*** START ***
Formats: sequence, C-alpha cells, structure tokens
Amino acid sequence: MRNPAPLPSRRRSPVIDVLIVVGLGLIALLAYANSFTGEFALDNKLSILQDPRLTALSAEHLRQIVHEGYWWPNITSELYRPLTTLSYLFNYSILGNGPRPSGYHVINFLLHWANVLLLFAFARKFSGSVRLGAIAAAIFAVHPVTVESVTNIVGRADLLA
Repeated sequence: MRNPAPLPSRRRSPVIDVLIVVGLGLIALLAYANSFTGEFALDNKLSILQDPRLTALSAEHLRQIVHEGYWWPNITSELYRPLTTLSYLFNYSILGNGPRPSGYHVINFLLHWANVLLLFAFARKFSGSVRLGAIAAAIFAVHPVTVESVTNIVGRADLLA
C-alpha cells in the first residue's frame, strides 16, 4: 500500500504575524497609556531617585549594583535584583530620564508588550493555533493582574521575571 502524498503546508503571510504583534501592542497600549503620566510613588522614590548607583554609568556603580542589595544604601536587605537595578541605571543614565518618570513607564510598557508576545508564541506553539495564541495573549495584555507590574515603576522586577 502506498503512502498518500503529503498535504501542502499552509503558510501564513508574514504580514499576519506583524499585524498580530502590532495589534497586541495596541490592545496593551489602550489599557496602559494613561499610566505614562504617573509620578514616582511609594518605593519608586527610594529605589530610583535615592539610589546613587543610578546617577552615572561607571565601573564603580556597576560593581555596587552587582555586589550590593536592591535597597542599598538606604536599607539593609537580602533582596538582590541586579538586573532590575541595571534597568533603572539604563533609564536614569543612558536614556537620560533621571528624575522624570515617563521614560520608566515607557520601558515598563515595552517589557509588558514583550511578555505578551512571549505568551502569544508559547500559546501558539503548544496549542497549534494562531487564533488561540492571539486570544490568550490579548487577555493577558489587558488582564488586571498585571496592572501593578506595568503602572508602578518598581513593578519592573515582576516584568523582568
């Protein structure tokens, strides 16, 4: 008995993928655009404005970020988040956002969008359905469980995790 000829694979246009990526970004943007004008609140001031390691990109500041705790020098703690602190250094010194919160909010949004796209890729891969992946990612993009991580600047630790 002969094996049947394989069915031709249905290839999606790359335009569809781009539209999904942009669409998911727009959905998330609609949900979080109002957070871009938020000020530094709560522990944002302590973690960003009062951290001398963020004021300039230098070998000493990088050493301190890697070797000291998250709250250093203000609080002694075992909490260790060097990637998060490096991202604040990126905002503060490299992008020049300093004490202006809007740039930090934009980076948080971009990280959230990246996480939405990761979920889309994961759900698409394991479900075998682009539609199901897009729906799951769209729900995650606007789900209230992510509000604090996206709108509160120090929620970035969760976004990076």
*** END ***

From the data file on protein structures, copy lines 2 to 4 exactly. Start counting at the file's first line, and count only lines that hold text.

Amino acid sequence: MRNPAPLPSRRRSPVIDVLIVVGLGLIALLAYANSFTGEFALDNKLSILQDPRLTALSAEHLRQIVHEGYWWPNITSELYRPLTTLSYLFNYSILGNGPRPSGYHVINFLLHWANVLLLFAFARKFSGSVRLGAIAAAIFAVHPVTVESVTNIVGRADLLA
Repeated sequence: MRNPAPLPSRRRSPVIDVLIVVGLGLIALLAYANSFTGEFALDNKLSILQDPRLTALSAEHLRQIVHEGYWWPNITSELYRPLTTLSYLFNYSILGNGPRPSGYHVINFLLHWANVLLLFAFARKFSGSVRLGAIAAAIFAVHPVTVESVTNIVGRADLLA
C-alpha cells in the first residue's frame, strides 16, 4: 500500500504575524497609556531617585549594583535584583530620564508588550493555533493582574521575571 502524498503546508503571510504583534501592542497600549503620566510613588522614590548607583554609568556603580542589595544604601536587605537595578541605571543614565518618570513607564510598557508576545508564541506553539495564541495573549495584555507590574515603576522586577 502506498503512502498518500503529503498535504501542502499552509503558510501564513508574514504580514499576519506583524499585524498580530502590532495589534497586541495596541490592545496593551489602550489599557496602559494613561499610566505614562504617573509620578514616582511609594518605593519608586527610594529605589530610583535615592539610589546613587543610578546617577552615572561607571565601573564603580556597576560593581555596587552587582555586589550590593536592591535597597542599598538606604536599607539593609537580602533582596538582590541586579538586573532590575541595571534597568533603572539604563533609564536614569543612558536614556537620560533621571528624575522624570515617563521614560520608566515607557520601558515598563515595552517589557509588558514583550511578555505578551512571549505568551502569544508559547500559546501558539503548544496549542497549534494562531487564533488561540492571539486570544490568550490579548487577555493577558489587558488582564488586571498585571496592572501593578506595568503602572508602578518598581513593578519592573515582576516584568523582568